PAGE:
I’m in Salt Lake City today, attending the last day of the LDStorymakers’ Conference, and enjoying every minute of it. Tonight is the Whitney Banquet where the award-winners will be announced. “Oh, Say Can You See?” is a finalist in the Historical Fiction category, so this year has had an extra bit of fun attached.
I began this visit with family, the same delicious way it will end. My two married sons noticed the changes I had incurred since they last saw me—beauty adjustments I had submitted to in the last week actually, and one thing led to another until a rip-roaring bit of advice from my five-year-old granddaughter sent me racing to a salon for some needed care. Allow me to set things up.
I confess to a certain level of vanity. I do not to go out in public without make-up, I try to avoid obvious color or pattern clashes, and a good hair day is the deal-breaker between being seen in public and hunkering down behind the drapes.
Public functions like weddings, book signings and writing conferences raise the appearance ante, and I respond with the necessary panic to “pull things together.” First on the list was my dowdy hair, since my roots were again overtaking the older, chemically-treated strands. Remembering I had a bottle of something under the sink, I decided to delay a trip to the salon while shaving a few dollars off the family budget by dyeing my hair at home. Things turned out just fine, or so I thought, and so I moved on to problem two.
First, I decided that squinting through my wire-frame glasses was a rather glaring sign the time had come for an eye check and new specs. After the eye check, the owner of the practice, a courtly older gentleman with an Israeli accent, sat me down to help me select the perfect frames. He pulled a daring, clunky dark brown pair with pearl arms from the wall. “These will look like jewelry on your face,” he said. That day I needed a little above-the-shoulders bling, so I said, “sold.”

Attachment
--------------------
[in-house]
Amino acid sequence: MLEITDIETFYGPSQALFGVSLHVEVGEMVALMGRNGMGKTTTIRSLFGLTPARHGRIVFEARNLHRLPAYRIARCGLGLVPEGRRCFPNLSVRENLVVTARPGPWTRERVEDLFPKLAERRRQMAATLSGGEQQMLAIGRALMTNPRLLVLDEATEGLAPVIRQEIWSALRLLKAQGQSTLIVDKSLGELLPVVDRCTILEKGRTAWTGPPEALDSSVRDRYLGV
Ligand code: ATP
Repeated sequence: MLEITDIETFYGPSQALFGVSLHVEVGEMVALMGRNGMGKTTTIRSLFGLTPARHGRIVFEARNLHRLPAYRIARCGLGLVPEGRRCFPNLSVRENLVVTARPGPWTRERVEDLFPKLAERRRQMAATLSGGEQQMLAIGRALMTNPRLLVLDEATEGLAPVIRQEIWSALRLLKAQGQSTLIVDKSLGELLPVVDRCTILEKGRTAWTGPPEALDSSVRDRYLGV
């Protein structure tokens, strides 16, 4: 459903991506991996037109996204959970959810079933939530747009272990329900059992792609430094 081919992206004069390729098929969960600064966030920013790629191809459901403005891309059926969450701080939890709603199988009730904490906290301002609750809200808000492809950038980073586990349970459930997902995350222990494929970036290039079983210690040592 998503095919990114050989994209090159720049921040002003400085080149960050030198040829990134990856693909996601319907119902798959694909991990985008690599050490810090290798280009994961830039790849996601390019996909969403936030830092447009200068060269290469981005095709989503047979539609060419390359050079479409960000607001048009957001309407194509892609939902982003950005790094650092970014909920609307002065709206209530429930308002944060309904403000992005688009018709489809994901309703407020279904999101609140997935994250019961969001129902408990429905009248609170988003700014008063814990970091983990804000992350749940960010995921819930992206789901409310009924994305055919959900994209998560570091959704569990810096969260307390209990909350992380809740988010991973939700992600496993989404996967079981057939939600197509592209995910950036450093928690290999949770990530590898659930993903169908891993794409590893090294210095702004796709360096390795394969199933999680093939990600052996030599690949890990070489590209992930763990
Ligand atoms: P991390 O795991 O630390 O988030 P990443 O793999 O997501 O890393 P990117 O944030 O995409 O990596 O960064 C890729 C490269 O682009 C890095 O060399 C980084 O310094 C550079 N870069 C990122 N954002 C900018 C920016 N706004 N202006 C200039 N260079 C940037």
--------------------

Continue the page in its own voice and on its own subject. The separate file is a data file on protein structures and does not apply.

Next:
Three weeks later, the great debate began—will my hair grow out before the conference? Fearing it would, I called the salon. Sadly, my regular stylist wasn’t available, so I was booked with “the new girl.” Not comforting. . . In the short meantime, I picked up the new funky glasses. Not knowing me, nor my normally sedate style, she tossed the card with my “hair-history” aside, (Yes, we ladies have these.) and proceeded to “give me a better color match.”
I assumed she was trying to match the self-treated color which was only mildly darker than normal. Nuh uh. . . She saw a funky pair of glasses and wanted to match my look to that attribute. In fifty-nine minutes I was transformed---to Elvira of Halloween and werewolf fame. There was no time for further correction. The plane was about to fly and with me and this ebony hair and glasses combo.
Interestingly enough, it wasn’t the glasses or the funky hair that caught my granddaughter’s attention when I arrived in Utah after my five-hour flight.. That evening, perched upon her father’s knee she asked, “Why does Grandma have a moustache?” My son, in an effort to alert me to something he thought I’d want to address, shared this conversation with me, and my response? Another race to another salon for the painful lip-waxing.
I should have just gone with a lampshade that really would have solved all my problems.